In those days, I knew a guy named Ralph Santiago from Lawn Guyland who eked out a decent living for himself as an independent guitar-amp dealer. Ralphie had a truly uncanny knack for unearthing prime-condition vintage finds in oddball places, and when I told him about my Bassman conversation with Ness his eyes took on this glassy, glazed sheen I’d seen there a time or two before. Sayeth he, “I know where one of those is, I can get it for ya really cheap!”

As it turned out, it was cheap mainly because it wasn’t a matched set; the head was a bog-standard 63 Blondie, but the cab was an odds-and-sods 63 1/2 with the scarce-as-hen’s-teeth sparkly grill cloth (a non-standard item, available exclusively via custom-order). The head had recently been gone through and lovingly refurbed by a superb and well-known NYC amp tech; the cab was loaded not with those shitty (far as I’m concerned, at any rate; most people fall all over themselves praising the crappy things) Jensen C10Q speakers, but a pair of robust 12-inch Celestion G12T-75s, which he knew I had a fondness for.

Thus the hook was set. Ralphie knew it as well as I did: there’d be no wriggling off and swimming away for this little fishy, he was all but landed. Knowing it was hopeless, I didn’t even try.

The mismatch and the mods spoiled the amp’s collector value, which I cared not a whit about anyhow. I was a player, not a collector, and this would be a player’s amp, not some museum piece gathering dust in the living room, obscure gear-geek store, or rehearsal space of some nebbish scared to lay a finger on the blasted thing, much less actually turn it on and crank it the fuck UP, as God and Leo Fender had intended.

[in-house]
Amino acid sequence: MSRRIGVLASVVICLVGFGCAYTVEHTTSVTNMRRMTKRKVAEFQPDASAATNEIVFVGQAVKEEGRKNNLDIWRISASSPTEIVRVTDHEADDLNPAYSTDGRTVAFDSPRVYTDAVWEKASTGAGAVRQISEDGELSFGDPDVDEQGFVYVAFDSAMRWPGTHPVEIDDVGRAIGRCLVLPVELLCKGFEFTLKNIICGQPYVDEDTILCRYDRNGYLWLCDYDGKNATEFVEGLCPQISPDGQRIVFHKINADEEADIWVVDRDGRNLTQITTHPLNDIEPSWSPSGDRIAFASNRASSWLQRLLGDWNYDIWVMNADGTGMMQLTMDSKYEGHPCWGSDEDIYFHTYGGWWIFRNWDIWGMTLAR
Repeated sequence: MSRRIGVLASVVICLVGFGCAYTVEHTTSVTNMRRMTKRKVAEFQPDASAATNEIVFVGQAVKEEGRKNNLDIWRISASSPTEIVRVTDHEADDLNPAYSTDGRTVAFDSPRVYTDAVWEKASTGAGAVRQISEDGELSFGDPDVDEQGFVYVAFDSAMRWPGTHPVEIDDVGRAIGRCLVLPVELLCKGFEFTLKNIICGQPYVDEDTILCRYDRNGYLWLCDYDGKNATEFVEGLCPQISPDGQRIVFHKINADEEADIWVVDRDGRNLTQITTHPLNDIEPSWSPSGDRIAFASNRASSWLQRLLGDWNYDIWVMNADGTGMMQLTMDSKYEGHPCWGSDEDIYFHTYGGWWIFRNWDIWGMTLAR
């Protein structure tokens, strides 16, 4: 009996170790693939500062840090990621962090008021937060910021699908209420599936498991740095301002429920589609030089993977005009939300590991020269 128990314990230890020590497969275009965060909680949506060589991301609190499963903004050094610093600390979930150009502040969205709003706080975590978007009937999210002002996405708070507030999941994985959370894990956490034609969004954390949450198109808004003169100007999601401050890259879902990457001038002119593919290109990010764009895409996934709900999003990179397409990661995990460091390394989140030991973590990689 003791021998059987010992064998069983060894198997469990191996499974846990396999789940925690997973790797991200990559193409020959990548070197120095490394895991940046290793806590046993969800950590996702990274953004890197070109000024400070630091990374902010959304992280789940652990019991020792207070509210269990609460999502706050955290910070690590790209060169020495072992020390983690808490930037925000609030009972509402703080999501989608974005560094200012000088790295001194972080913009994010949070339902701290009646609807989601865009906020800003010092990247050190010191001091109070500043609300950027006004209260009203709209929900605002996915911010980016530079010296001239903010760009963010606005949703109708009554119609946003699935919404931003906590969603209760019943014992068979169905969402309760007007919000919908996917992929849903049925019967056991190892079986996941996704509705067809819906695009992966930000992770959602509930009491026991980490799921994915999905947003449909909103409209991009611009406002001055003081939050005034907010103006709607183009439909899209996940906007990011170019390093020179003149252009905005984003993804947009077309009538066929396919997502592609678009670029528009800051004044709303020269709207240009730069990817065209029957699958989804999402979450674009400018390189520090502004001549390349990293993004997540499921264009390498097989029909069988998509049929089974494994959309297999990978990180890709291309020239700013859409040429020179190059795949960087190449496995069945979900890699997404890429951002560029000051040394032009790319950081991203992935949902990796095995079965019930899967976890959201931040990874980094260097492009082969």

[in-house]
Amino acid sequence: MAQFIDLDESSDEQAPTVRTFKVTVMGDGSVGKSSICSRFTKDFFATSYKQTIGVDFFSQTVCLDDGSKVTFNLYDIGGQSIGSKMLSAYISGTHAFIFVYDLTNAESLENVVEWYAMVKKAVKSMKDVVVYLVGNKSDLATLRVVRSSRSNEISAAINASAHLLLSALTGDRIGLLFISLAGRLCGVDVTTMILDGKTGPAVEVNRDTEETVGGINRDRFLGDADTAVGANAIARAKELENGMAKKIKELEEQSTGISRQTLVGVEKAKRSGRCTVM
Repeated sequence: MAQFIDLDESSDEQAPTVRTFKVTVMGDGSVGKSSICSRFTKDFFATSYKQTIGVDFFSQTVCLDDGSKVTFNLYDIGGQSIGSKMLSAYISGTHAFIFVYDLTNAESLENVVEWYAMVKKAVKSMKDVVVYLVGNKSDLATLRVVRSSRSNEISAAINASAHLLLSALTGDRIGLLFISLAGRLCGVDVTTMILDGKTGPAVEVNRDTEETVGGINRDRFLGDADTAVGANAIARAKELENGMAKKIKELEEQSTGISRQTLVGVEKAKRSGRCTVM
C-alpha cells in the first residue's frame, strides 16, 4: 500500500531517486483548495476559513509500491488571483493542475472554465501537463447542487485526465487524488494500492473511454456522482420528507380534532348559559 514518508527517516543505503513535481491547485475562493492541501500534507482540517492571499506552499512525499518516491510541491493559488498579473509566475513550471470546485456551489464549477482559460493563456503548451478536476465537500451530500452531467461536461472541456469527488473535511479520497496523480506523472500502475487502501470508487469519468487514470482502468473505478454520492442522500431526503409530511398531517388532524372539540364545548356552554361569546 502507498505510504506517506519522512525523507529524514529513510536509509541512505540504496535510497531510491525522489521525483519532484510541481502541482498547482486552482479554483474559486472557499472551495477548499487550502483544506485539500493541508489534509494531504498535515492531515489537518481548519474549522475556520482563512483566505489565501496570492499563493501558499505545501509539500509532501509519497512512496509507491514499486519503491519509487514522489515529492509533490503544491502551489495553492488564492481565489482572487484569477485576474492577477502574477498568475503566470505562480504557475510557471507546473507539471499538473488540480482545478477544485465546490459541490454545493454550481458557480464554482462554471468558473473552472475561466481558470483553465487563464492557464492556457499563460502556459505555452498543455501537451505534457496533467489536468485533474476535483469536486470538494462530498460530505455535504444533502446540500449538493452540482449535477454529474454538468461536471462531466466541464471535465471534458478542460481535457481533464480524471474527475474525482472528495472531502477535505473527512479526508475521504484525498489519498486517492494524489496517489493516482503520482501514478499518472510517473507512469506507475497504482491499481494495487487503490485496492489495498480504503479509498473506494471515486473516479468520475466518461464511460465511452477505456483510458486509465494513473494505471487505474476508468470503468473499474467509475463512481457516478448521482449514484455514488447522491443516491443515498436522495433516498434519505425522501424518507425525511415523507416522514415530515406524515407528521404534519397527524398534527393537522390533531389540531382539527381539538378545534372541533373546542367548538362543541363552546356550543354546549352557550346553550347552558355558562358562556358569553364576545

So I scrounged up a relatively paltry 700 bucks—slightly more than a night’s pay at my regular Friday bartending gig at No-Tell Motel—and took ownership of one of the finest, most ferocious-sounding tone MONSTERS I was ever privileged to lug up onto a stage, plug into a wall socket, and bludgeon eardrums with. That thing was so good I held onto it longer than any previous amp I’d ever owned —well over ten years, which for me is really saying something.

I ended up scoring another amp from Ralphie not too long after taking my beloved Blondie off his hands, a 65 Blackface DeLuxe (the no-reverb model) in A-1 mint condition—a salty, sassy little scamp which sounded like a smaller, lower-volume version (ie, 20 watts versus 50) of the Bassman. Which is praise indeed, trust me.

A few years later I was hanging out backstage with Mike Ness again in ATL during his first solo tour in support of his Cheating At Solitaire release, and informed him his example had inspired me to go out and get myself a Bassman like his. He grinned like a fiend, grabbed my arm, and said, “See, didn’t I tell ya? You love it, don’tcha? I KNOW you do, man, I KNOW you do!!” I smiled back and laughed, “Hey man, how could I NOT? Great minds and all that jazz, y’know?”

He gave me a happy little shake, roughhoused me into a bear-hug tight enough to collapse a lung, and proposed a pact: “We don’t tell anybody else about ‘em, aiight? Not a soul! That way, there’ll be more around out there for us!!” I readily agreed, he climbed onto the tour bus, and I went on home. I’ve run into him several times since, and the first thing out of both our mouths is always a gruff, low “BASSMAAAAN!

Good times, good times.